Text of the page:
Some weeks back I posted a photo I took of St Mary’s church in Polstead, Suffolk. It’s a beautiful old village church, and when we visited back in August, we could just walk in and take a look around.
Inside, I picked up a copy of Polstead Church and Parish1 for a small donation, and the following information comes from there.
The church was built early in the reign of Henry II, probably about 1160 A.D. and was dedicated to Saint Mary. There have been two major alterations to the orginal twelfth-century Norman church, one towards the end of the fourteenth centur and another about 1510-1520.
The interior of the church is given a unique appearance by the use of brick and tufa blocks (a porous stone used for building at Rome and Naples) in the construction of the nave arches – Norman arches of brick are very rare; there is no other church like this in the whole of Suffolk.
The plain baptismal font probably dates from the 13th century, and was completely restored in 1961. The original base has been enlarged and the lead bowl with drain has replaced the original. The original 17th century wooden font cover has been replaced by one made of fibre-glass, in a symbolic design design of the Dove and undulating waters of Baptism. (It was designed by a nun of Oxford, who had trained at the Slade School of Art.)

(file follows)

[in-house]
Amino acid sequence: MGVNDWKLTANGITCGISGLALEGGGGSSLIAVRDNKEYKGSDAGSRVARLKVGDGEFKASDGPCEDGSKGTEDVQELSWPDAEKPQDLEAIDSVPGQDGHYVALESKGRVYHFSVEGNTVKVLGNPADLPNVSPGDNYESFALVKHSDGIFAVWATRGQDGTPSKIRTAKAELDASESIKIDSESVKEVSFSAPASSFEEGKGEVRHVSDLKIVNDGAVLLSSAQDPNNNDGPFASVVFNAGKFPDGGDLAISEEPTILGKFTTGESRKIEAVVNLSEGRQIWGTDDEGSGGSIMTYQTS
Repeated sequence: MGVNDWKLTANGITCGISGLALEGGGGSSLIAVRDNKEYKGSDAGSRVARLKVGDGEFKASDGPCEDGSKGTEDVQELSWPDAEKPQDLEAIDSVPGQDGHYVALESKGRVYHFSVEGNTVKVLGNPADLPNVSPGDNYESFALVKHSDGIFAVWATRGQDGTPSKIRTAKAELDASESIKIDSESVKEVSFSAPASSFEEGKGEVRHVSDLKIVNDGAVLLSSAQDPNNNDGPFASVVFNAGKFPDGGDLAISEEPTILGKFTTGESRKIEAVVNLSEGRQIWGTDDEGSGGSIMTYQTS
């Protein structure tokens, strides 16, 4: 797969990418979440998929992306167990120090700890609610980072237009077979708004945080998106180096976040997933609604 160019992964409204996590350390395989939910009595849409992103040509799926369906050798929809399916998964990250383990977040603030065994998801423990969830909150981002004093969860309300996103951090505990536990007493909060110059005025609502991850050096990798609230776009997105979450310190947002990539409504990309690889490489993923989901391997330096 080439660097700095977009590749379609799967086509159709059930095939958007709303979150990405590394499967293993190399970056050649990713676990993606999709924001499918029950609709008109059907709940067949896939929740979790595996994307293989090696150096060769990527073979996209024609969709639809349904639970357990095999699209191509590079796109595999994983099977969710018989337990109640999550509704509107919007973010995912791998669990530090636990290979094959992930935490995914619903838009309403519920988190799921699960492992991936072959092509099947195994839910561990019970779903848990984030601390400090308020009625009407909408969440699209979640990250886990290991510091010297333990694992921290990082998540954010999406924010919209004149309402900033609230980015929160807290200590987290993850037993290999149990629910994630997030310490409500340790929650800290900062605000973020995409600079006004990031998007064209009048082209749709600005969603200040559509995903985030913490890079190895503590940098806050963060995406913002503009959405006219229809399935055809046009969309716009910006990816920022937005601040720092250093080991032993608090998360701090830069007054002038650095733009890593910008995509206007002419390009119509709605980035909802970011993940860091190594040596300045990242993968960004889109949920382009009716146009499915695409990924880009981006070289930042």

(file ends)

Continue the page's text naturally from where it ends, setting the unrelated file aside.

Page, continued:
There is much architectural joy to be discovered in this church. I found it to be a very lovely and simple place of worship, with lots of historical bits and bobs to savour. It’s where some of my Wright ancestors were baptised and married, and some buried in the graveyard.